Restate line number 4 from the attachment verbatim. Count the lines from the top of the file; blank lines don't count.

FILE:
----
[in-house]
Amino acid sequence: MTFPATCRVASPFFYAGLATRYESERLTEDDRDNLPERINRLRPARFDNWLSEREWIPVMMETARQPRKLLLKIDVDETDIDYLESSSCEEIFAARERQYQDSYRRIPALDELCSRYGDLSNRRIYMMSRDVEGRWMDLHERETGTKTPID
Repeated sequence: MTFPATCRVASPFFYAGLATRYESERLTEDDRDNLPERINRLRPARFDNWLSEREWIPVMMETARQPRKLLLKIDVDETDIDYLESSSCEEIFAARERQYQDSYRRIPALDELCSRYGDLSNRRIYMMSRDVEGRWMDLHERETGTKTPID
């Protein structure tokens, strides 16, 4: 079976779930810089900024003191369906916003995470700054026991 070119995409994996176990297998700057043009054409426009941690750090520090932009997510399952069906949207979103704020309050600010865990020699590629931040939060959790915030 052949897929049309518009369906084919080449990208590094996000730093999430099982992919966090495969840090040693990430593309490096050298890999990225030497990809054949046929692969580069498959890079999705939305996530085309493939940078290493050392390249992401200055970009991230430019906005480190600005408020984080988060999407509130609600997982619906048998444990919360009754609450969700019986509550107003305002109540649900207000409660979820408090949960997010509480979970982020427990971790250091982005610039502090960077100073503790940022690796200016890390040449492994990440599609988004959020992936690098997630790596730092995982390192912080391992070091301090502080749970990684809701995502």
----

């Protein structure tokens, strides 16, 4: 079976779930810089900024003191369906916003995470700054026991 070119995409994996176990297998700057043009054409426009941690750090520090932009997510399952069906949207979103704020309050600010865990020699590629931040939060959790915030 052949897929049309518009369906084919080449990208590094996000730093999430099982992919966090495969840090040693990430593309490096050298890999990225030497990809054949046929692969580069498959890079999705939305996530085309493939940078290493050392390249992401200055970009991230430019906005480190600005408020984080988060999407509130609600997982619906048998444990919360009754609450969700019986509550107003305002109540649900207000409660979820408090949960997010509480979970982020427990971790250091982005610039502090960077100073503790940022690796200016890390040449492994990440599609988004959020992936690098997630790596730092995982390192912080391992070091301090502080749970990684809701995502």